It is a wonder there are any hotel rooms left to be had in Dubai this week. Surely the city must be swamped by the great and good of golf’s grand tour, looking for a place in the Omega Dubai Desert Classic.
When the entry list for Thursday’s opening round was being pared down, those on the reserve list might have been fighting over each other, shouting: Pick me, pick me!
Because, if recent evidence is to be believed, the Classic is golf’s king-making tournament. Win here, and you are as good as guaranteed to follow it up by winning the US Masters in April. And then, of course, golfing immortality.
Danny Willett did the Dubai/Augusta double in 2016. Sergio Garcia followed the trend last year. So clearly, it is now a thing.
If you want to win a Green Jacket, make sure you tee it up at the Majlis first, right?
Rory McIlroy, a two-time winner at Emirates Golf Club, has his doubts. The Masters is famously the one glaring omission from the 28-year-old player’s sparkling CV to date.
Winning a third Dallah Trophy this weekend would be an achievement to be proud of in itself, he says. But it will have no bearing on whether he will be walking out of the Butler Cabin in April wearing green.
“It's definitely a coincidence,” McIlroy said of the sequence followed by Willett and Garcia.
“It is great that Danny and Sergio went on to do something very special a couple of events after winning here, so let’s try to keep the run going. [But] I don't think you can read too much into that.”
Garcia himself is of the McIlroy school of thought: Classic success does not automatically equal Masters glory. The Spaniard points out the lack of form previous to Willett and himself.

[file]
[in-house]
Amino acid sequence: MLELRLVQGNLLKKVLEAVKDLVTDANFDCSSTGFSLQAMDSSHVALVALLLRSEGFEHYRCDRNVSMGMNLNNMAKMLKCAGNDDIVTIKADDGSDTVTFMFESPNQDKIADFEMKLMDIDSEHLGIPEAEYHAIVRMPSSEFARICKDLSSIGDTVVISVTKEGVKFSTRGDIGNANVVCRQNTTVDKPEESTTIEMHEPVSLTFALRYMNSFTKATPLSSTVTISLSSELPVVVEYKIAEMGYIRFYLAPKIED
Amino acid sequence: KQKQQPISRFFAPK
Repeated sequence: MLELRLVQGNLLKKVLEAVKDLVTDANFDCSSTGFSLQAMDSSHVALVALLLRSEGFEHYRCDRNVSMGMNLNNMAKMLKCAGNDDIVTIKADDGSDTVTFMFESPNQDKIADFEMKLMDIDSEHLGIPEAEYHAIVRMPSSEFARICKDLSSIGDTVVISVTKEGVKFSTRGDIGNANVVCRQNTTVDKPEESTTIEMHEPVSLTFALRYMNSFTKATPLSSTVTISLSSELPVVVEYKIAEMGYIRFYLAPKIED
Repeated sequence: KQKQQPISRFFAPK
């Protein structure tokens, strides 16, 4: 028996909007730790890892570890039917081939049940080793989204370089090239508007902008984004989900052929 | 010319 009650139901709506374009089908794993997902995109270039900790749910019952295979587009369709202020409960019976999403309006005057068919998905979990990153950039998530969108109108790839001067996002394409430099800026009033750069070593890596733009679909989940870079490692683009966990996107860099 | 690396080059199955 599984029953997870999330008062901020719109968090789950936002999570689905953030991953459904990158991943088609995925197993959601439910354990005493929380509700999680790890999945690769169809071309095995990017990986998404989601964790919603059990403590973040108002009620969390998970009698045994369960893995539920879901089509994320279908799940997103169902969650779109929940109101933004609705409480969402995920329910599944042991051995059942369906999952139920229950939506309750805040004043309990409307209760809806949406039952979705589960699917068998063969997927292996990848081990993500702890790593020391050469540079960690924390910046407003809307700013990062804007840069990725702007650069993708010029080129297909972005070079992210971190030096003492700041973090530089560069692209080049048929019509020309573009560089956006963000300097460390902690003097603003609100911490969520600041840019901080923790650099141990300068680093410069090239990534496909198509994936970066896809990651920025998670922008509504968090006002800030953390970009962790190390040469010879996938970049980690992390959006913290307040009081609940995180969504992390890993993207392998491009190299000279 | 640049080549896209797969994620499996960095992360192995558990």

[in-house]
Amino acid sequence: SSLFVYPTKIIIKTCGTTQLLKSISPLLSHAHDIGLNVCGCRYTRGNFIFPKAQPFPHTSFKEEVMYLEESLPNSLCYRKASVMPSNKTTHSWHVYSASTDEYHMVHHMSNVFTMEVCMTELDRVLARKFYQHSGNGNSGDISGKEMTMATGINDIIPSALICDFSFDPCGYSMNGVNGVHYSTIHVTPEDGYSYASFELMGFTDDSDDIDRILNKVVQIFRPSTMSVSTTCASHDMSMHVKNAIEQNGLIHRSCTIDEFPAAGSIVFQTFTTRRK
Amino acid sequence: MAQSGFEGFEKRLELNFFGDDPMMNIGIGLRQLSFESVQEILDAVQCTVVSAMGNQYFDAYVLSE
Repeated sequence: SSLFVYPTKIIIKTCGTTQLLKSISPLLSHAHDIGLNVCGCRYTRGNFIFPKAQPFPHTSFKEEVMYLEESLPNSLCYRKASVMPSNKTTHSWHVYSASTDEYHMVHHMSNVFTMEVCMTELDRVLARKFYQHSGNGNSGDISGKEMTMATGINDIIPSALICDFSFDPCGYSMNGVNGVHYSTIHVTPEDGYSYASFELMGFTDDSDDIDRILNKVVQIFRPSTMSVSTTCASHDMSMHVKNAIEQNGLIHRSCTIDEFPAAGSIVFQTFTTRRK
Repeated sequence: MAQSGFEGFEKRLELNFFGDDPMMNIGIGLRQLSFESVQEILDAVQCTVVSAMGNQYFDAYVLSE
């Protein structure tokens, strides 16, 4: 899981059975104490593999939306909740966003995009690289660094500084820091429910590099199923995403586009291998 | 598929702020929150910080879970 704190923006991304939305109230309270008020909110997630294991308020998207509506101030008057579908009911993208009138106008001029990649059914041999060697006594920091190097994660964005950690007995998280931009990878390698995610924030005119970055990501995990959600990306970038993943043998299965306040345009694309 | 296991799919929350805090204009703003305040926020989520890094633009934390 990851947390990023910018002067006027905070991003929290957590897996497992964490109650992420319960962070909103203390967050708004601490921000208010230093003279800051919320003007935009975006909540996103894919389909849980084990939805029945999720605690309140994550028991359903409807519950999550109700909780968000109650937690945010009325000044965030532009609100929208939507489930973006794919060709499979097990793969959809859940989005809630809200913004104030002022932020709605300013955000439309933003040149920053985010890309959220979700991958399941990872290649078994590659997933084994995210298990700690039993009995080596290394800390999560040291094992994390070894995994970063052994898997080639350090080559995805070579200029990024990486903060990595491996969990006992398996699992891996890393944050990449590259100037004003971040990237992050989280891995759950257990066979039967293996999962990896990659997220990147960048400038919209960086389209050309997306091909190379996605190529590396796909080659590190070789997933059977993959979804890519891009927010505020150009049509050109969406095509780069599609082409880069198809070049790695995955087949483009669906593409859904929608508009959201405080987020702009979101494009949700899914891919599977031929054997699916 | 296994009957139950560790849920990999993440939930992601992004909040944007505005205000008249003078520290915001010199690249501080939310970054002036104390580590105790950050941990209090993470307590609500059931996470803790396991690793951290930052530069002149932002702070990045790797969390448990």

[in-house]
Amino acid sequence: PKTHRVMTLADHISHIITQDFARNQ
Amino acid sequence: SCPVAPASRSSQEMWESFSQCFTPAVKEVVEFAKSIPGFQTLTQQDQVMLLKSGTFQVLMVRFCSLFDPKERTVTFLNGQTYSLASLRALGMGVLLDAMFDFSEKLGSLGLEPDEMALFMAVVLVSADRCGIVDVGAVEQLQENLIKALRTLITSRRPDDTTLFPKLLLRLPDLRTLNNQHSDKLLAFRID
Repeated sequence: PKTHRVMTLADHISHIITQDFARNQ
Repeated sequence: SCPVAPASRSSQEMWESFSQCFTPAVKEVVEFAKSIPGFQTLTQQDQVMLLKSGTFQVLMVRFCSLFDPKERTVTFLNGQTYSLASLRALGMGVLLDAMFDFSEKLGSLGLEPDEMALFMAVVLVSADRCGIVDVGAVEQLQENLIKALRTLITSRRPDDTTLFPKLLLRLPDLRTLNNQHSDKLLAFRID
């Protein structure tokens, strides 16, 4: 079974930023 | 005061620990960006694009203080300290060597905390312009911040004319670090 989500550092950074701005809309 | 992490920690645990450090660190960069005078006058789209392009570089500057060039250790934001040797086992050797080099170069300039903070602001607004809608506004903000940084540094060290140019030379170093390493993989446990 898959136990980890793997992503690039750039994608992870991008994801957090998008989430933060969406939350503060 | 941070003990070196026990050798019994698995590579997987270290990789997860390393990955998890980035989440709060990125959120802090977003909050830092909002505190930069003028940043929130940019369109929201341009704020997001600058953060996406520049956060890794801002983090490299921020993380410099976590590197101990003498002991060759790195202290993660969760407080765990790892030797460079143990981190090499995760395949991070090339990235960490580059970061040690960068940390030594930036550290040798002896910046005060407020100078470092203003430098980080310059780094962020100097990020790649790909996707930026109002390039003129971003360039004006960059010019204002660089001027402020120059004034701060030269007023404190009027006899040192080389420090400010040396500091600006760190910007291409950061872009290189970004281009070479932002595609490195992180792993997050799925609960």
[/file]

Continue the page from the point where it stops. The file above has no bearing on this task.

Many Masters winners – such as Tiger Woods, Mark O’Meara, Fred Couples, Jose Maria Olazabal – have subsequently played the Classic and won it. But in the 26 tournaments previous to Willett winning it, no Classic champions had gone on to win the Masters at the next available opportunity.
“It is just coincidence,” Garcia said. “It's not like every time that every guy [who has won the Classic] has won has won the Masters two months later - or, for that matter, a major throughout that year.
“I guess it's just a coincidence it happened last year and the year before. But, you know, neither Danny or I are going to complain about it.”
What about the similarities in layout at the Majlis and Augusta National? "They both have 18 holes. Other than that …" Garcia said, smiling.
Ernie Els, whose haul of three Classic titles is the best of anyone, says the Majlis is "definitely a drawer's golf course" – meaning it favours players who are naturally adept at curving the ball from right to left.
“It's where my eye found, back in the day, I could move it easily right to left, and obviously Augusta is very similar,” Els said.
The basic facts of either course back up Els’s assertion. Discounting the four par-3s on each course, seven of the 14 holes on the Majlis at least turn to the left, or are substantial dog-leg lefts. Four turn to the right. That is the same correlation as Augusta.
And, if you squint, the signature holes on each are broadly similar. Azalea, the par-5 13th at the Masters, bends sharply to the left, and requires a high draw over trees off the tee, with a risk-reward approach over water for the second shot.
It might look entirely different – what with nil slope, fewer pine-cones, and more desert – but similar words could describe the route around the 18th at the Majlis, too.
“It's very early in the season to compare the winner here to having a chance to win Augusta, but there's got to be something there now, with the last two winners winning Augusta,” Els said.
“I think that's why the field is so strong, too. It's a wonderful field here. All the way from the US and South Africa, all the way around the world, this is really one of the strongest fields running into Augusta.
“Obviously, it says a lot for the tournament. It gives the tournament a lot of credibility when Augusta winners come out of here.”